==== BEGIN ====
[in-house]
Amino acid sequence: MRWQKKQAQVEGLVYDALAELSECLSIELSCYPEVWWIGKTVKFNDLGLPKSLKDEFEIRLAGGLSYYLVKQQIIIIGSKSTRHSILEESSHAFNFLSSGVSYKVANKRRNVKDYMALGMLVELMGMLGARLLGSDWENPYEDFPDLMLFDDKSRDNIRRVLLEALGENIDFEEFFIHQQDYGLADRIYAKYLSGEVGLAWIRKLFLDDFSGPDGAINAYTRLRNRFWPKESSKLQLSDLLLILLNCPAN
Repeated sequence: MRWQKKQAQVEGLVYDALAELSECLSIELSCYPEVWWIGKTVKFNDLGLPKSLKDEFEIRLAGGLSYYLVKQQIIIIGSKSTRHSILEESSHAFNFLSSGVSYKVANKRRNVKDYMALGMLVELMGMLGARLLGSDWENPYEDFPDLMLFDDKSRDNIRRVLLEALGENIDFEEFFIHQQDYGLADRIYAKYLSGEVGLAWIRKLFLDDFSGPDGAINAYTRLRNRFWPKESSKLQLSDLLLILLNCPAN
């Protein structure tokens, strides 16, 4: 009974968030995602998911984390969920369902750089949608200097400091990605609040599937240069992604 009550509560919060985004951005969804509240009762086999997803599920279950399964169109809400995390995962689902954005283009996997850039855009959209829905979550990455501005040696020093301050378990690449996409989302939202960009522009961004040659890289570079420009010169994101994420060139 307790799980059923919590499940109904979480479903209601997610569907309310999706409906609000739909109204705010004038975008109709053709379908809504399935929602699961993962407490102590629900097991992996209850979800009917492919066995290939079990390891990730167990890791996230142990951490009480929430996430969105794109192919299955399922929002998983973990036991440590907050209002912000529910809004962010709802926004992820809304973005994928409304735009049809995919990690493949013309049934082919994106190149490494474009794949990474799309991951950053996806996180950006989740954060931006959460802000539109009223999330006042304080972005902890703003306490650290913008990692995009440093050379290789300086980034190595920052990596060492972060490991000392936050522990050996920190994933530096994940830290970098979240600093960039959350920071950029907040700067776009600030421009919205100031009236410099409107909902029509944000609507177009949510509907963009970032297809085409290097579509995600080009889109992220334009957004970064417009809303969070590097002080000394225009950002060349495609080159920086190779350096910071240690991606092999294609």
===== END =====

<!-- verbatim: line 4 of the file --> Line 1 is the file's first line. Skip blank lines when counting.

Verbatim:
């Protein structure tokens, strides 16, 4: 009974968030995602998911984390969920369902750089949608200097400091990605609040599937240069992604 009550509560919060985004951005969804509240009762086999997803599920279950399964169109809400995390995962689902954005283009996997850039855009959209829905979550990455501005040696020093301050378990690449996409989302939202960009522009961004040659890289570079420009010169994101994420060139 307790799980059923919590499940109904979480479903209601997610569907309310999706409906609000739909109204705010004038975008109709053709379908809504399935929602699961993962407490102590629900097991992996209850979800009917492919066995290939079990390891990730167990890791996230142990951490009480929430996430969105794109192919299955399922929002998983973990036991440590907050209002912000529910809004962010709802926004992820809304973005994928409304735009049809995919990690493949013309049934082919994106190149490494474009794949990474799309991951950053996806996180950006989740954060931006959460802000539109009223999330006042304080972005902890703003306490650290913008990692995009440093050379290789300086980034190595920052990596060492972060490991000392936050522990050996920190994933530096994940830290970098979240600093960039959350920071950029907040700067776009600030421009919205100031009236410099409107909902029509944000609507177009949510509907963009970032297809085409290097579509995600080009889109992220334009957004970064417009809303969070590097002080000394225009950002060349495609080159920086190779350096910071240690991606092999294609």